Toyota announced Friday that it intends to take complete control of Daihatsu Motor Co. in a $3 billion deal aimed at strengthening its small car operations.
The goal is to turn Daihatsu, which is currently a Toyota subsidiary, into a global brand, . Toyota is currently focused on growing markets for smaller cars, which it says are becoming more popular due to environmental and traffic concerns as well as economic development.
The Japanese automaker currently owns 51.2 percent of Daihatsu, and having full control of the company will allow it to adopt Toyota's next generation technologies.
"We see this as the perfect opportunity to cement our relationship with Toyota, and, by doing so, to embark on a new period of growth, and to elevate the Daihatsu brand to a global standard," Daihatsu said in a statement.
The deal will see Toyota swap 26 percent of its own shares for the 48.8 percent of Daihatsu that it doesn't currently own and delist the company's shares on July 27, .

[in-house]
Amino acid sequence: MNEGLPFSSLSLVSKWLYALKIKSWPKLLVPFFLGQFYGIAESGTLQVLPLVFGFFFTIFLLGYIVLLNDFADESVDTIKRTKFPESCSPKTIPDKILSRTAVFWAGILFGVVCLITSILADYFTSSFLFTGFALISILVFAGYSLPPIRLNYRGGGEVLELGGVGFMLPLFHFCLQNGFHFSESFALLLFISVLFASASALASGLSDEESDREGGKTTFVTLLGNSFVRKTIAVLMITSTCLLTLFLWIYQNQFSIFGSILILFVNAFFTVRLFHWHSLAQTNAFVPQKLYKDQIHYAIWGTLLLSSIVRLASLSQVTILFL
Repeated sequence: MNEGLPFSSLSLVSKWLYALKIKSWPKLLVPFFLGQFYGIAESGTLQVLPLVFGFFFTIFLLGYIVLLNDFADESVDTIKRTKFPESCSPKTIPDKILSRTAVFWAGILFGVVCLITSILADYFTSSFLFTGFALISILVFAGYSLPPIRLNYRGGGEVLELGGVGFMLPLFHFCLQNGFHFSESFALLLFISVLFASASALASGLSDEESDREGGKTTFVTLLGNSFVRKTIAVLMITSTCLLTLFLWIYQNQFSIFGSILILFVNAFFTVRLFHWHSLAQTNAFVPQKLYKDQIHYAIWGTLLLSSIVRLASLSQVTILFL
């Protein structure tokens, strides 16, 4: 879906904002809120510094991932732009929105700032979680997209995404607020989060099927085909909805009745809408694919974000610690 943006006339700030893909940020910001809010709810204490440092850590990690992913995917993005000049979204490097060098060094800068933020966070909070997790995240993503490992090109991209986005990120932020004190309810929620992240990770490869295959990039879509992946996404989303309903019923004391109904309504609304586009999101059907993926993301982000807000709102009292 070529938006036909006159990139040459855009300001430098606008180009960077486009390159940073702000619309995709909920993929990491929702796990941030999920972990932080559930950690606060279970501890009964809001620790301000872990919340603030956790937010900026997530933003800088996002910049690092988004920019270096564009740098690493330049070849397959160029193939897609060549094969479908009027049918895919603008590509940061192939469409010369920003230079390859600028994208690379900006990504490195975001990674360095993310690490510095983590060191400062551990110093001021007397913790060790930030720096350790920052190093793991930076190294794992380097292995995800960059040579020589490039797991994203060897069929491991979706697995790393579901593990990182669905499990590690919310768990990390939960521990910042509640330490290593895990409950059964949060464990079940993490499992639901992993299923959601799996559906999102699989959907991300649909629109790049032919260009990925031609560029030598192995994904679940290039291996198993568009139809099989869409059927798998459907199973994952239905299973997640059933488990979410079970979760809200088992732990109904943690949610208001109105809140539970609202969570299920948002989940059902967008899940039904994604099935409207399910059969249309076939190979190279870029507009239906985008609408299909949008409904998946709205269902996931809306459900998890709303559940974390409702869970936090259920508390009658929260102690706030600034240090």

Toyota President Akio Toyoda said at a press conference Friday in Tokyo that the deal was "an opportunity for us both to stop feeling that we need to go it alone," but he added that Toyota will keep the Daihatsu brand.
"The Daihatsu brand will never disappear- let me assure you that," Toyoda said in a statement, . "It will be like Mini for BMW. That's the sort of goal we should aim for."
Toyota has been working with fellow Japanese automakers in order to deal with tougher environmental standards and slower global sales growth. The company said last year that it would increase collaboration with Mazda Motor Corp. and is currently reportedly looking into forming an alliance with Suzuki Motor Corp.
Daihatsu makes minicars with 660cc engines in Japan and compact cars in Southeast Asia, according to WSJ. The deal will also give Toyota the chance to work closely with Daihatsu's engineers.
Daihatsu has experienced a jump in their shares since reports surfaced earlier this week about the deal with Toyota.